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Friday, August 21, 2015

Kaikhosru Sorabji, 100 Transcendental Studies, Nos. 63-71, Fredrik Ullen

Of all the 20th century composers for the piano, Kaikhosru Shapurji Sorabji (1892-1988) is no doubt the most Promethean. The liners to the CD at hand today make mention of some 90 hours of solo piano music he wrote in the 65-year period beginning in 1917. His "Symphonic Variations" alone requires nine hours for performance. The "100 Transcendental Studies" in comparison requires seven hours to perform in its complete version. His music is sprawling and quite demanding, like the Charles Ives of the "Concord Sonata" only more prolonged and intense, or a mad-scientist expansion and extension of Liszt at his most difficult. The music has a rubato, extraordinarily expressive approach, very chromatic and at times at the edge of tonality.

Playing Sorabji properly requires a special virtuosity and an interpretive commitment few pianists are willing or able to make. Fredrik Ullen most certainly is singular on both fronts, as one hears readily and astonishingly in his ongoing recording of all 100 Transcendental Studies, the latest volume covering Nos. 63-71 (BIS 1851).

All 100 studies were composed between 1940 and 1944. The later pieces especially are sometimes far longer than a typical etude, with eight or nine parts sounding simultaneously at times, with dense and intense passagework going forward at great lengths, exhaustingly.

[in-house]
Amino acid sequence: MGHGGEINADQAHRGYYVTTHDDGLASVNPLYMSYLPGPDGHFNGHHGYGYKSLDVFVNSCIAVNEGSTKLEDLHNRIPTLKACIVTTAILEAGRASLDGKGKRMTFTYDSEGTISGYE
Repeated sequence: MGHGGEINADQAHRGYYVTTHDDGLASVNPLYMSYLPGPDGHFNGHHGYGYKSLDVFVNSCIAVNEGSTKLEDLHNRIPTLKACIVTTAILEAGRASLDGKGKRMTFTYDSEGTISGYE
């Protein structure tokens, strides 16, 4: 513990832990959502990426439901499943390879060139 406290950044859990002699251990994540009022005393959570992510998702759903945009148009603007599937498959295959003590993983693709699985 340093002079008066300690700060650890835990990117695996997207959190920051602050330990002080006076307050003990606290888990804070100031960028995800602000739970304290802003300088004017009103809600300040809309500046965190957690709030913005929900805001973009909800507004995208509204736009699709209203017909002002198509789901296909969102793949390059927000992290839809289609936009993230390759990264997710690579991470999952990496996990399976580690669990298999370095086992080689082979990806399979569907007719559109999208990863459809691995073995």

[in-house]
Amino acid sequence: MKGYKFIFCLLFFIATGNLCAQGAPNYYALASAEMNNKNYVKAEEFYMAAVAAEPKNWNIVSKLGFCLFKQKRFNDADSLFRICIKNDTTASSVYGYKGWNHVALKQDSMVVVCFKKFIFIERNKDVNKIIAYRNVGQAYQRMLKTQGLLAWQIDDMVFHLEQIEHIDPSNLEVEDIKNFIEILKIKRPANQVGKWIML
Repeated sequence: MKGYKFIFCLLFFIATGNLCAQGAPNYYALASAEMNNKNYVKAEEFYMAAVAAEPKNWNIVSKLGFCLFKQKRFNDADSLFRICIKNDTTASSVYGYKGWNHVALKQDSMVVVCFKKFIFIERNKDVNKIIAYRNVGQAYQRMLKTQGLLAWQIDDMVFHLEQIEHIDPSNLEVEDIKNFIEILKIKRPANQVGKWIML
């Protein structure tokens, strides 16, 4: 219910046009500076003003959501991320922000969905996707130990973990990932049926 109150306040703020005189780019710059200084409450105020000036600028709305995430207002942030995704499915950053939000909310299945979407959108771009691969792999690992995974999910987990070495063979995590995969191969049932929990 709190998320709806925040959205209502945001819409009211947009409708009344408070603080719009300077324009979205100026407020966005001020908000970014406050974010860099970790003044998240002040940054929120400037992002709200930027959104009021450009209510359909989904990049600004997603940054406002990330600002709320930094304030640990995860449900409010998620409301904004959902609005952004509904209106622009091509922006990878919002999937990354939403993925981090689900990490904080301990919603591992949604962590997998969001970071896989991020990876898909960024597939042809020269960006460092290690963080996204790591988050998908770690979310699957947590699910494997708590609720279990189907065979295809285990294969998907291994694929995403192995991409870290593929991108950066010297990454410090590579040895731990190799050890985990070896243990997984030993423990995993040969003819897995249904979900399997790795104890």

Ullen responds with a superhuman effort. The music in this volume gives you Sorabji at his most wonderfully eccentric--a post-Scriabin on steroids, with heroic cascades, avant torrents from a never-ending inventive fountainhead.

They are some of the more incredible piano works written, all told, even though we are hearing only nine of the 100. Fredrick Ullen brings out the expressive clout and high passions of the music with a brilliance it is hard to imagine realized by anyone else to this extent.

It is music of an overwhelming power. Even if you know something of Sorabji the composer, this volume will surprise and I think delight you. Newcomers will find this a bracing listen, too. It is some incredible music! Highly recommended!


  1. Volume V of this ongoing series is now out and it is hoped that Volumes VI & VII, to complete the cycle, will become available within the next year or so. It is indeed a most remarkable achievement on Fredrik Ullén's part.

    The 100 Transcendental Studies were composed in London in 1940-44. Copies of the composer's ms. score and of the edited typeset score of this monumental work are available from The Sorabji Archive on paper and in .pdf format; enquiries to

    Further informtion about Sorabji and his work is available at .

    Alistair Hinton
    Curator / Dirctor
    The Sorabji Archive

  2. Thank you for the update and background, Alistair. A remarkable achievement, indeed! I have gotten a copy of the latest volume and will be posting on it soon.
    All best,
    Grego E